Delaware's teacher union wants the state to follow Maryland's lead and start teachers' salary at $60,000.

State teachers’ union asks for base pay hike

Jarek RutzEducation, Headlines

Delaware's teacher union wants the state to follow Maryland's lead and start teachers' salary at $60,000.

Delaware’s teacher union wants the state to follow Maryland’s lead and start teachers’ salary at $60,000.

Delaware’s teacher union proposed a new salary schedule Monday that includes a base pay of $60,000.

Of that base pay, $42,000 would come from the state — $12,000 more than it’s currently paying. 

Under the plan, teacher salaries would be raised over three years, costing the state $134.5 million in total. By the final year, total teacher salaries would cost the state $625,500,000 per year.

Jeff Taschner, executive director at Delaware State Education Association, told the Public Education Compensation Committee the proposed pay hike would help Delaware compete with neighboring states, which offer higher starting salaries.

The meeting was the compensation committee’s third after being created by the General Assembly to examine teacher shortages and develop a plan to compete with neighboring states’ salaries.

Maryland, for example, passed legislation giving teachers starting salaries of $60,000 by 2024.

The DSEA’s proposed pay schedule would change the number of pay steps to 10, down from the current 17.

That means teachers would reach their maximum pay after 10 years of employment, unless they pursue higher education, Taschner said.

Career earnings will be significantly increased, Taschner said, because teachers will be making more money at the beginning of their careers. That may enable them to pursue additional degrees, opening options for additional raises.

“By condensing that salary schedule, it absolutely increases the career earnings across the board of anybody in the system, whether you’re a teacher or administrator,” said committee member and educator David Kohen.

Sen. Brian Pettyjohn, R-Georgetown, said DSEA’s proposal is a good concept that will accelerate educators’ career earnings.

Still, he wants to keep the options open and look for other possible pay scale recommendations.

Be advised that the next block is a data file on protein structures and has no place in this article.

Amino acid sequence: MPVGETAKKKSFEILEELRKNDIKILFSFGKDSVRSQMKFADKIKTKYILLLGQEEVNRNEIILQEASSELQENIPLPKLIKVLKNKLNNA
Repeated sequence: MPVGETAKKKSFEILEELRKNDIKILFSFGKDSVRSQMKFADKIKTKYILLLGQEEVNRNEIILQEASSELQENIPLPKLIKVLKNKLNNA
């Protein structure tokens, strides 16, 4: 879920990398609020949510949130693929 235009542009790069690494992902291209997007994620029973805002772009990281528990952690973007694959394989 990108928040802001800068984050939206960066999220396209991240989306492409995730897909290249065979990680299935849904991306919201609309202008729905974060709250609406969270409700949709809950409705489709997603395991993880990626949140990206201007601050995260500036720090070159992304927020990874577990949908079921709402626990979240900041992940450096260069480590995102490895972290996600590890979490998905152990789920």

“DSEA’s plan addresses the committee’s focus on our neighboring states that are offering compensation to educators significantly above what we are doing here in Delaware,” Pettyjohn said. “I just want to see what other ideas are possibly out there.”

Here’s a look at the current salary schedule for teachers in Delaware, and the one proposed by the DSEA:

“We are not trying to roll this out all in one big fell swoop, but we’re actually talking about rolling it out over three years,” Taschner said.

The state of Delaware is responsible for about 70% of teacher salaries in the state, he said, pointing out that all numbers in DSEA’s proposal Monday referred to the state’s share. 

Year one of the plan would increase the state’s share of teachers’ base pay from $30,769 to $37,000 and cost the state an additional $60 million, bringing total teacher salaries to $551,000,000. 

The DSEA says current teachers will get raises, too. Individual raises would range from 1% to 20.25%, depending on where the teacher is on the pay scale.

During year two of the proposed plan, the state would pony up an additional $45 million to bring the annual teacher salary bill to $596 million while increasing its share of the base pay to $40,000. Existing teachers would see rises of 9% to 30% of their current salary.

The final year of rollout would cost the state $29.5 million for a total teacher salary bill of  $625.5 million and would increase the state’s share of a teacher’s starting salary to $42,000. Across the state, teachers would make between 17% and 36.5% more than the current pay schedule calls for. 

DSEA's proposed three-year rollout of a new teacher pay scale.

DSEA’s proposed three-year rollout of a new teacher pay scale.

Jon Neubauer, director of education policy at DSEA, said that the proposed raises aren’t a radical suggestion.

“Step increases average around $10.5 million, and we also know that we’ve experienced a 1% to 2% general salary increase the last six to seven years,” Neubauer said. 

“That’s about $8.5 million. So you total those and it puts you somewhere between $19 and $20 million that would go into increasing teacher salaries if we were just to continue the same system we currently have.”

Rep. Kim Williams, D-Stanton, urged the committee to prioritize increasing pay for support staff like custodians and cafeteria workers, who she says are “definitely underpaid.”

Sen. Laura Sturgeon, D-Hockessin, a former teacher, said support positions are vital to the success of the school, but wanted the committee to remember why it was formed in the first place.

“One of the main reasons we are doing this is because of a shortage, and so I think it would be helpful to know if we also have a shortage in those areas,” she said. “Do we have a shortage of support staff, cafeteria workers, custodial workers?

“If we do, then certainly we should consider them, but if our goal is recruitment and retention, and if we’re not having trouble in that area, it’s a little less important that we focus on it.” 

Rep. Mike Smith, R-Pike Creek, said he believes shortages exist in all areas of education, and support staff and school administrators shouldn’t be left out of the pay raises.

Education Secretary Mark Holodick said he isn’t aware of any shortages among support workers, but that the Department of Education will seek data on the issue.

The committee has until Nov. 15 2023 to submit its final report and recommendations.

Share this Post